Catching up with Mike Conley

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He has two Olympic medals (silver in 1984, gold in 1992) in the triple jump and was inducted into the National Track and Field Hall of Fame in 2004. But these days, Mike Conley isn't typically recognized for his track and field exploits -- he's known best as the father of Grizzlies point guard Mike Conley Jr.

And that suits him just fine.

"I'm proud of my son and I'm proud of his accomplishments," Mike Sr. said. "It actually feels better to be called Mike Conley's dad to me than just Mike Conley the track athlete."

He tunes into every Grizzlies game "If I miss one I'll tape it and watch it when I get home," Conley said. But he's not just watching with the prideful gaze of a father: He's also keeping tabs on his client.

Conley became an NBA agent last year, representing his son and his son's former Ohio State teammates Greg Oden (now with the Portland Trail Blazers) and Daequan Cook (Miami Heat). He served as his own agent when competing, so his new career wasn't exactly a leap. That he had preexisting relationships with his first three clients, whom he had coached on the Spiece Indy Heat (an AAU team based in Indianapolis) eased the transition.

"That made it easy for me because I definitely had their best interests at heart regardless of what they decided to do," Conley said.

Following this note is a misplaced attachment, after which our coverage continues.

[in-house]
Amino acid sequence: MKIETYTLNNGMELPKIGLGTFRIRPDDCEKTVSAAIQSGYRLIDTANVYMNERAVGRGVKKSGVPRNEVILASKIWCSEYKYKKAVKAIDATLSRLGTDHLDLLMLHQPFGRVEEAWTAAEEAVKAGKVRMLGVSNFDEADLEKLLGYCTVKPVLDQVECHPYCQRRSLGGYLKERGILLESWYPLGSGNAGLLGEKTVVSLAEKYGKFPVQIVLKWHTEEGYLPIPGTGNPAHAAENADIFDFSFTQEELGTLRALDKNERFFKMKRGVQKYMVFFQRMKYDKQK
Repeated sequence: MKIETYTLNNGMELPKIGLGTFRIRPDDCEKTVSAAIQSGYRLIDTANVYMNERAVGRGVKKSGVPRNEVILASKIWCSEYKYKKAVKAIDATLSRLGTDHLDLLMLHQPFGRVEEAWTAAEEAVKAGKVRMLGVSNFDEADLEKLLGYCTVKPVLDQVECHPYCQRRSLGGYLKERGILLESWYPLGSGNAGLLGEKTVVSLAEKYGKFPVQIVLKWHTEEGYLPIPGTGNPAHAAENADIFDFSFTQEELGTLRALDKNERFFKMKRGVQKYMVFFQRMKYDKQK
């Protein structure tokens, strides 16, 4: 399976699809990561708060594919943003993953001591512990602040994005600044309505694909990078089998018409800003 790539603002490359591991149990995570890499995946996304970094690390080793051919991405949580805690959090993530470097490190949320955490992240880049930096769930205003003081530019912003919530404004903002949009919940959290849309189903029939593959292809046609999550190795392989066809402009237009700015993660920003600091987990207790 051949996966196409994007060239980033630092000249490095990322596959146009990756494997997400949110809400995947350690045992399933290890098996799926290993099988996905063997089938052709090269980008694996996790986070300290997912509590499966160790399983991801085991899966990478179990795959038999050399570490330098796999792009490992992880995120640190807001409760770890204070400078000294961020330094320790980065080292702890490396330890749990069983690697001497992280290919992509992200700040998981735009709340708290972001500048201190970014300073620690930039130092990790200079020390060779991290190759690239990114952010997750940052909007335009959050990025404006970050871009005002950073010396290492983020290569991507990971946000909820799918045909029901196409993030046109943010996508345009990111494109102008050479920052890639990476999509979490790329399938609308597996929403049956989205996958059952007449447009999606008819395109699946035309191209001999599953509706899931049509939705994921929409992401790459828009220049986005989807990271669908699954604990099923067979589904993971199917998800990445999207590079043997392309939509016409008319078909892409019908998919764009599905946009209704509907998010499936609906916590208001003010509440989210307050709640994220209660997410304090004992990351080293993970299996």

No matter how pure his approach, the world of a sports agent has a dark side, a lesson Conley has since learned with his latest client, Arkansas running back Darren McFadden.

In late December, a Little Rock, Ark., radio station accused Conley of purchasing an Escalade for McFadden, putting the eligibility of the junior, who had yet to declare for April's NFL draft, into question. The report was later retracted and Conley was issued an on-air apology.

"It was very, very unfortunate," Conley said. "It was done with malice and it was done with the sole purpose of spreading [a rumor]. It's just sad that this profession is geared that way, number one; and cutthroat that way, number two. But that's the life I've decided to embark on and my goal is do this job with integrity and add a fresh face to it so that when I look a parent in the eye, I can truly tell them that I have their kid's best interest at heart."

Conley hasn't resigned himself to just representing athletes, he's also works as the executive director of World Sport Chicago. The organization has brought the likes of the World Boxing Championships to the Windy City, but its ultimate goal is to land the 2016 Olympics. "It's a great city, it has a lot to offer and it really has a lot to offer the Olympic movement and the Games itself," Conley said. "Being a Chicagoan, I'll just be as happy has a peacock if we actually receive a bid."